Well, extrapolate that. Pretty soon they won’t have to wear those lenses. Pretty soon, this is going to become available for more and more surgeries. Well, we all have seen the statistics on surgeries. They’re not as high as we would like them to be for outcomes and so forth. Imagine 100% accuracy. And this is something that I just sent an item to the Automate (we launched a new automation website), and there’s a company called Neocis that makes surgical robotics. And one of their systems is called the Yomi. And it does dental surgeries with, you know, a hundred percent accuracy. It can do in seconds what it takes a human hours to do. The outcomes are so much better.

So, if you think about it, combining this augmented reality, the artificial intelligence, the surgical robotics, we are entering into this amazing era of medicine where we’re reducing so many human-based mistakes ,and we’re increasing the outcome so much with this technology. I don’t think people realize how big it already is. I don’t think people realize how quickly it’s growing. This is exponential change. This is not linear. It’s not 20 years down the road. It’s happening now.

Derek DeWitt: It’s gonna be very interesting when, you know, we look back, 10, 15 years down the road and, you know, AI has kind of taken off. And like you said, maybe the holograms have become so good that, when we just get used to them. We’ll have telepresence. We’ll a, we’ll be using AR for, you know, just about everything. I mean, we kind of have limited versions of it now, you know. Like I know it’s happening more and more in the United States (and again, Covid was a driver of this), you go into some of the, I guess, more hipstery restaurants and gastro pubs and they don’t have a menu; they have a QR code. And, you know. And if you don’t have a smartphone, okay, yeah, we do have a couple of paper menus that we’ve laminated, and you can handle them, and we’ll wipe them down afterwards. But we don’t have, you know, a hundred of them. We have five of them.

Daniel Brown: Well, yeah. And this goes into experience. It drives me nuts. It, it’s like the prototype of something that could be really cool, but right now it’s really annoying, right? And I’ve done it, too. I’ve sat down and it’s like, I don’t wanna get out my phone. I want to just see what it is. But then when they hand you the greasy menu and it’s got ketchup and it’s really gross. Well, what if we have (and this is where I’m super excited, you talk about emerging technology), why don’t you have epaper?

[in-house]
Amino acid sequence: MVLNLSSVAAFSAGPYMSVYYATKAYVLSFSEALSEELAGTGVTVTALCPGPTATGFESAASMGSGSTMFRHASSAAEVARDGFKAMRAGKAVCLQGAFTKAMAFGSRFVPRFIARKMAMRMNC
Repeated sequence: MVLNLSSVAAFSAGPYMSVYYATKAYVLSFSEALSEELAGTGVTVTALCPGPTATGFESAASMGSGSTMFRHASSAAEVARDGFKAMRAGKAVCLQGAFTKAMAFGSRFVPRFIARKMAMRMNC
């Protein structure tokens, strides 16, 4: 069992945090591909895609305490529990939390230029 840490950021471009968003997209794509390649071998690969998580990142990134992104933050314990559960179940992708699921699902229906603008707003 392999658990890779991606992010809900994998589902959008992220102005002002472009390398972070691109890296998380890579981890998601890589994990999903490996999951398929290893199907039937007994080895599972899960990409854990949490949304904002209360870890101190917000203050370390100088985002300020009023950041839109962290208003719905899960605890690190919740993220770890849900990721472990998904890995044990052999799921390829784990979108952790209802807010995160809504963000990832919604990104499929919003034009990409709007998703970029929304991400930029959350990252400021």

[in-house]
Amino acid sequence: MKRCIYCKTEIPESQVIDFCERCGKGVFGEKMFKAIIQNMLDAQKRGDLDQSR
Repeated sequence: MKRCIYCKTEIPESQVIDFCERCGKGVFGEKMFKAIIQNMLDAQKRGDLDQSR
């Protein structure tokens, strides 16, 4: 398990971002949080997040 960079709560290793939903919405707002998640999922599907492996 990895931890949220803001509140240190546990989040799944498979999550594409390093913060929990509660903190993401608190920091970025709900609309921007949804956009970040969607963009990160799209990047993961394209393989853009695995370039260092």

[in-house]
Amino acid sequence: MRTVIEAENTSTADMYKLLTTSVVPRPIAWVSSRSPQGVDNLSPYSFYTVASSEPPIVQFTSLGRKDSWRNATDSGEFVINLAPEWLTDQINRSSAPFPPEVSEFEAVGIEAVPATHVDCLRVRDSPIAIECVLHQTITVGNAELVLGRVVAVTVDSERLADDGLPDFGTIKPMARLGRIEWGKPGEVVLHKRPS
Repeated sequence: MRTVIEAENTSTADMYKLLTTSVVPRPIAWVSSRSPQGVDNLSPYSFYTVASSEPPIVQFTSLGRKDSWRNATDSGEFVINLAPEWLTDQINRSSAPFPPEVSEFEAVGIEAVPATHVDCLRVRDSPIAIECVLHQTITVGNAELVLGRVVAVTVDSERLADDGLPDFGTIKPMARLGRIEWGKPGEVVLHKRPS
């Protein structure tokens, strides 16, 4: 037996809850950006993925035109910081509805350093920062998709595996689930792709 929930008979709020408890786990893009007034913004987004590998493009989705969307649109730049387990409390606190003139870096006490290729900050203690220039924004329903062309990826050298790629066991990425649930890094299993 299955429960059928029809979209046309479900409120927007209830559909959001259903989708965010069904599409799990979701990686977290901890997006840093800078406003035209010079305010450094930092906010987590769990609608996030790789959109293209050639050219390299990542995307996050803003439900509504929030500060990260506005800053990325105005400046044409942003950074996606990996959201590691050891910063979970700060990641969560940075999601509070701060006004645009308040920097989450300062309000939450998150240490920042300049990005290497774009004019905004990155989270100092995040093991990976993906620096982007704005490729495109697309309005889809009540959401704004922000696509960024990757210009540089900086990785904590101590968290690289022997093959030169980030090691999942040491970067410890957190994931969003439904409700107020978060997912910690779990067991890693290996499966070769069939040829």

Well, there’s an epaper revolution. And I don’t scoop myself, we’ve got an upcoming feature on epaper, but it’s becoming bigger and bigger. The technology’s getting better. They’re starting to have high color. They’re starting to speed up the update process, and restaurants are taking notice. It’s very cheap and very sustainable, by the way. It’s way better for the environment. You can just display your menu with live updates as needed. Hey, we’re out of potatoes. Okay, well that’s off the menu. That’s an instant automatic fix. But if you use epaper, it’s using much less resources. It’s using much less energy. And you’re not handing out greasy menus. But you also don’t have to have your mobile device ’cause it’s right there. And it blows my mind. Why aren’t more restaurants doing this? And you’ll see it as you go on (I do a lot of road trips) as you go to little (I don’t know if it’s actually Starbucks; I’m just saying the name Starbucks, you know), if you go get your coffee, you’re gonna see more and more epaper. You, you do a double take, because at first you think it might be, oh, is that a chalk sign? The font looks like chalk. It looks like, no, no, that’s epaper. Well, it’s gotten that good and it’s becoming so affordable.

Here’s the thing: at FIFA in Qatar, they literally adopted epaper for all of the bus stations. And we had an item on this a few months ago. They didn’t have physical bulletin boards; they didn’t have posters. They saved so much waste, and it was so much more sustainable. Well, after FIFA, you’re starting to see all these transit organizations in major cities take notice. And I think it’s San Francisco just recently launched a big epaper push at some of the bus stations, subway systems and so forth. It’s becoming really big.